Tax-related emails, calls fraudulent, say RCMP

By: Tammy Rollie

  |  Posted: Wednesday, Mar 26, 2014 03:23 pm

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When an Okotoks woman received e-mails claiming she was owed money by Revenue Canada, she couldn’t help but be suspicious.

Carley Kowalczyk received four e-mails from an organization claiming to be the Revenue Canada Agency, complete with letterhead, from November to mid-March requesting personal information to process a $521 refund owed to her following a supposed recalculation by the government organization. The e-mail directed her to click on a link to provide personal information including her social insurance number.

“It just seemed wrong,” she said. “I was like why are they emailing me?”

Rather than follow the e-mail’s instructions, Kowalczyk called Revenue Canada and was told the organization never sends e-mails and to not respond.

“I didn’t see anything about it on the news or in the papers,” she said. “I can see how people would fall for it because it looks very official. Who knows how many people lost money to these people.”

In response to numerous reports of people receiving fraudulent e-mails and phone calls from an organization claiming to be Canada Revenue Agency and requesting personal information or coercing people to pay a fictitious debt, the RCMP is asking citizens to be wary.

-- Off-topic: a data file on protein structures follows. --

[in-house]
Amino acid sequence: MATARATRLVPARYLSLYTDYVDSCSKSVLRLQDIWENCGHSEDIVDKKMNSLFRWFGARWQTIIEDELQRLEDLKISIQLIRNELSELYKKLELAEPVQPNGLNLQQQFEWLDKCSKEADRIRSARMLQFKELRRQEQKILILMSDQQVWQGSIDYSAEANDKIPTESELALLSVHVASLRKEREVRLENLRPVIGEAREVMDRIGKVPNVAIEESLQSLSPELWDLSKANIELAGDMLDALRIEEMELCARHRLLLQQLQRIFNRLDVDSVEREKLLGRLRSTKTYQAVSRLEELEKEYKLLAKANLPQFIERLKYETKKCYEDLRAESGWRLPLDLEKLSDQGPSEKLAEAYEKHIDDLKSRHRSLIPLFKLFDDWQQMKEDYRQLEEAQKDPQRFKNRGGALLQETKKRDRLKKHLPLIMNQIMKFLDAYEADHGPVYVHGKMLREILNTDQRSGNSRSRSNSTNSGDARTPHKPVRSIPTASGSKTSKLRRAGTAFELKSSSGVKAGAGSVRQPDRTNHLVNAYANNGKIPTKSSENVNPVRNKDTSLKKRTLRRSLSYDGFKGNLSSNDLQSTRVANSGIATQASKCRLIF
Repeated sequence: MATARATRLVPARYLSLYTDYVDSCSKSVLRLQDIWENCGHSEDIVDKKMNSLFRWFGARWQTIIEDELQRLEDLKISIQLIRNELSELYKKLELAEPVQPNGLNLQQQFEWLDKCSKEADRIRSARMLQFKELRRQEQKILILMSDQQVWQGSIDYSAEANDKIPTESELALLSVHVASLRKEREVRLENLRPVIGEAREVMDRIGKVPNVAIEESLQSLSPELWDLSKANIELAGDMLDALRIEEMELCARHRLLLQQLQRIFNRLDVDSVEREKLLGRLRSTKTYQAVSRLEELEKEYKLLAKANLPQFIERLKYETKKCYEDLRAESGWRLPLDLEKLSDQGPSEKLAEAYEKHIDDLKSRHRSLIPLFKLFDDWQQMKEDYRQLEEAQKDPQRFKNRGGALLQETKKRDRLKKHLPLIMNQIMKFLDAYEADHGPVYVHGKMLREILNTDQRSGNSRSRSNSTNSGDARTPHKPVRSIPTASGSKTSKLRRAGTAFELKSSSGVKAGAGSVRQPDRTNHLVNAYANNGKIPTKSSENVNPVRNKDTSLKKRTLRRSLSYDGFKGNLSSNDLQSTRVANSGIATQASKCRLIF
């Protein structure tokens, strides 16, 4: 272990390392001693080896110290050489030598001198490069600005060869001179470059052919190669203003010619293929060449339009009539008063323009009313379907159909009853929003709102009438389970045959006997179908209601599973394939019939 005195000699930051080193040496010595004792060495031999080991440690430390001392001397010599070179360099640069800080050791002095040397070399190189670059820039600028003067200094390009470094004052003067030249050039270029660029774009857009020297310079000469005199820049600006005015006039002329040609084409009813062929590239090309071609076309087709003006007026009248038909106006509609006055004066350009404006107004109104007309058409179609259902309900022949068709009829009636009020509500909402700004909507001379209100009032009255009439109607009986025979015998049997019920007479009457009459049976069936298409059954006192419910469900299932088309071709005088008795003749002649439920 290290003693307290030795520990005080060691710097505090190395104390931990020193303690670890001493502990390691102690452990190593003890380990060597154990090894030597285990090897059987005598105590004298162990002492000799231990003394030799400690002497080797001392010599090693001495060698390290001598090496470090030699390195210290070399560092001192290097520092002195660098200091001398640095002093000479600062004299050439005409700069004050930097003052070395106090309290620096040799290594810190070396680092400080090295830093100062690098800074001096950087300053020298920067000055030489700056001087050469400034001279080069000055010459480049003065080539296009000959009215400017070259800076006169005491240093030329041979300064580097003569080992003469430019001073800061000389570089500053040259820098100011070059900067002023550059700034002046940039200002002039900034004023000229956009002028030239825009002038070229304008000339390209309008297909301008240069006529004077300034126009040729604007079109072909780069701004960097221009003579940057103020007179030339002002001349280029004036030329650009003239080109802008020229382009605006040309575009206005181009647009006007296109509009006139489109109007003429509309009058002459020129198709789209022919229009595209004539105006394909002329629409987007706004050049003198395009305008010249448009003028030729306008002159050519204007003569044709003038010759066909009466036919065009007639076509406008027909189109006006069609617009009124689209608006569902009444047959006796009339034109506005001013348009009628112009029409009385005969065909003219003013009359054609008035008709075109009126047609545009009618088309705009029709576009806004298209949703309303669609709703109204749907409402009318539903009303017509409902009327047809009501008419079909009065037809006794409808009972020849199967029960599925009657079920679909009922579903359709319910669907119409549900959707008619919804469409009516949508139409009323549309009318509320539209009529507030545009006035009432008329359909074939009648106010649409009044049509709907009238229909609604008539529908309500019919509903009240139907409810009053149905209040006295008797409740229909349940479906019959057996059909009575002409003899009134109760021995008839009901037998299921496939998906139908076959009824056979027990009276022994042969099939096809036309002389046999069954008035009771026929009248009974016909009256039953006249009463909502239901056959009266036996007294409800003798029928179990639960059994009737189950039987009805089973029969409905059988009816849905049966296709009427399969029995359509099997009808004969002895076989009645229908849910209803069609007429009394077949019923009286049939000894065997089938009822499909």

“The RCMP have been doing a good job of getting the message out there,” said Randy Westerman, Canada Revenue Agency communications manager for northern Alberta. “The more people we can get it to the better.”

Westerman said information about the fraudulent calls and e-mails is posted on the Canada Revenue Agency website warning people not to respond with any personal information, including credit cards, bank account numbers and passport numbers, as it could lead to identify and financial theft.

In some cases, people were referred to a fraudulent website similar to the Canada Revenue Agency website, said Westerman.

The Canada Revenue Agency website states the company never requests passports, credit cards or drivers licenses from taxpayers and also doesn’t divulge personal information on answering machines. It also provides tips on what people should do to protect themselves from fraud and lists examples of fraudulent activity.

“We release our alerts every couple of months regarding these types of schemes,” Westerman said. “There seems there is so many going on in the last little while. There are some pretty sophisticated ones out there where they create websites, especially this time of the year. It’s tough enough to do your taxes without having to worry about this type of thing.”

Okotoks RCMP Cst. Tammy Tessier said she has not received any complaints at the detachment regarding these phone calls and e-mails, but reminds local residents to be cautious.

“Do not ever provide your personal information out to anybody like that,” she said. “If they have your account they will be able to provide you with information.”

Tessier said there is an ongoing issue with fraudulent activity and people falling prey to it. She said the detachment receives calls about once a week regarding suspicious phone calls or e-mails that are often fraudulent.

Recently, a number of residents received calls from someone claiming to be with Microsoft and saying there is a problem with their computer and requesting personal information, Tessier said.

To learn more about fraudulent activity pertaining to the Canadian Revenue Agency go to www.cra-arc.gc.ca. To report fraudulent activity call the Canadian Anti-Fraud Centre at 1-888-495-8501 or go online at www.antifraudcentre.ca.

For those who have lost money due to fraud can contact the local RCMP at 938-4202.


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